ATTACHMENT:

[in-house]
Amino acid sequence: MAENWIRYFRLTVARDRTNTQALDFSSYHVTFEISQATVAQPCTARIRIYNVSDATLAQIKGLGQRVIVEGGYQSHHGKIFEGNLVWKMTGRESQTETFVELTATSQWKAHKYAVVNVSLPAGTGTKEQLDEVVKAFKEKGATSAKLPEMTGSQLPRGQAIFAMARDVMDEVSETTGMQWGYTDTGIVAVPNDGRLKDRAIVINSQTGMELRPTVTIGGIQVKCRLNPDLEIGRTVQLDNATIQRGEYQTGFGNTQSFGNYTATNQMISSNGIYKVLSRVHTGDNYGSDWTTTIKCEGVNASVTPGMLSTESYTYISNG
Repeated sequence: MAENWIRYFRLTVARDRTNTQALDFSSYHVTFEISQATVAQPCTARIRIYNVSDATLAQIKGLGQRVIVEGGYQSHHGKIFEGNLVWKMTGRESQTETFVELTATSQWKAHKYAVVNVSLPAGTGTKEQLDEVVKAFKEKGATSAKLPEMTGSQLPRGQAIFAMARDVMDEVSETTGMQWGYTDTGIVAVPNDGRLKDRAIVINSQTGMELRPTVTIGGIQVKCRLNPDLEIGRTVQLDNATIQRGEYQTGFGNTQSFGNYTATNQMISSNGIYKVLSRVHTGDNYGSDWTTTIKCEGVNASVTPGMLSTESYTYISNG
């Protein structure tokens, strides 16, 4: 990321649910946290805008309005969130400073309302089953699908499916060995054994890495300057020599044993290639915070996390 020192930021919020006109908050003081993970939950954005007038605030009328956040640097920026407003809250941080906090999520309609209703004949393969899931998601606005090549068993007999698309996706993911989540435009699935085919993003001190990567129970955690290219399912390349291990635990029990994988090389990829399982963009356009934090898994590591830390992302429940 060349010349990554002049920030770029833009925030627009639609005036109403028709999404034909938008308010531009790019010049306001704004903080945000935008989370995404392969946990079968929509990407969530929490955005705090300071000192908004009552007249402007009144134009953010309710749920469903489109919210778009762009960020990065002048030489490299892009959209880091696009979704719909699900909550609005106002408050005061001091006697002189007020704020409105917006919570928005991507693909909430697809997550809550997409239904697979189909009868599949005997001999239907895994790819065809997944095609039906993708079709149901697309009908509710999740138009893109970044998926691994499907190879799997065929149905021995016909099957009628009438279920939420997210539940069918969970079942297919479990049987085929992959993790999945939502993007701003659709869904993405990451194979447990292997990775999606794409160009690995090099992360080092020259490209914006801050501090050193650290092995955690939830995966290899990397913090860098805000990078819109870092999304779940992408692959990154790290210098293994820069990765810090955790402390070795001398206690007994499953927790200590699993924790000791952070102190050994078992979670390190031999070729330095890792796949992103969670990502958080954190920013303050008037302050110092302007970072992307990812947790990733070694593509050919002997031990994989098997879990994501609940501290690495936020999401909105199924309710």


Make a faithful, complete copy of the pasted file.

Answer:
[in-house]
Amino acid sequence: MAENWIRYFRLTVARDRTNTQALDFSSYHVTFEISQATVAQPCTARIRIYNVSDATLAQIKGLGQRVIVEGGYQSHHGKIFEGNLVWKMTGRESQTETFVELTATSQWKAHKYAVVNVSLPAGTGTKEQLDEVVKAFKEKGATSAKLPEMTGSQLPRGQAIFAMARDVMDEVSETTGMQWGYTDTGIVAVPNDGRLKDRAIVINSQTGMELRPTVTIGGIQVKCRLNPDLEIGRTVQLDNATIQRGEYQTGFGNTQSFGNYTATNQMISSNGIYKVLSRVHTGDNYGSDWTTTIKCEGVNASVTPGMLSTESYTYISNG
Repeated sequence: MAENWIRYFRLTVARDRTNTQALDFSSYHVTFEISQATVAQPCTARIRIYNVSDATLAQIKGLGQRVIVEGGYQSHHGKIFEGNLVWKMTGRESQTETFVELTATSQWKAHKYAVVNVSLPAGTGTKEQLDEVVKAFKEKGATSAKLPEMTGSQLPRGQAIFAMARDVMDEVSETTGMQWGYTDTGIVAVPNDGRLKDRAIVINSQTGMELRPTVTIGGIQVKCRLNPDLEIGRTVQLDNATIQRGEYQTGFGNTQSFGNYTATNQMISSNGIYKVLSRVHTGDNYGSDWTTTIKCEGVNASVTPGMLSTESYTYISNG
């Protein structure tokens, strides 16, 4: 990321649910946290805008309005969130400073309302089953699908499916060995054994890495300057020599044993290639915070996390 020192930021919020006109908050003081993970939950954005007038605030009328956040640097920026407003809250941080906090999520309609209703004949393969899931998601606005090549068993007999698309996706993911989540435009699935085919993003001190990567129970955690290219399912390349291990635990029990994988090389990829399982963009356009934090898994590591830390992302429940 060349010349990554002049920030770029833009925030627009639609005036109403028709999404034909938008308010531009790019010049306001704004903080945000935008989370995404392969946990079968929509990407969530929490955005705090300071000192908004009552007249402007009144134009953010309710749920469903489109919210778009762009960020990065002048030489490299892009959209880091696009979704719909699900909550609005106002408050005061001091006697002189007020704020409105917006919570928005991507693909909430697809997550809550997409239904697979189909009868599949005997001999239907895994790819065809997944095609039906993708079709149901697309009908509710999740138009893109970044998926691994499907190879799997065929149905021995016909099957009628009438279920939420997210539940069918969970079942297919479990049987085929992959993790999945939502993007701003659709869904993405990451194979447990292997990775999606794409160009690995090099992360080092020259490209914006801050501090050193650290092995955690939830995966290899990397913090860098805000990078819109870092999304779940992408692959990154790290210098293994820069990765810090955790402390070795001398206690007994499953927790200590699993924790000791952070102190050994078992979670390190031999070729330095890792796949992103969670990502958080954190920013303050008037302050110092302007970072992307990812947790990733070694593509050919002997031990994989098997879990994501609940501290690495936020999401909105199924309710």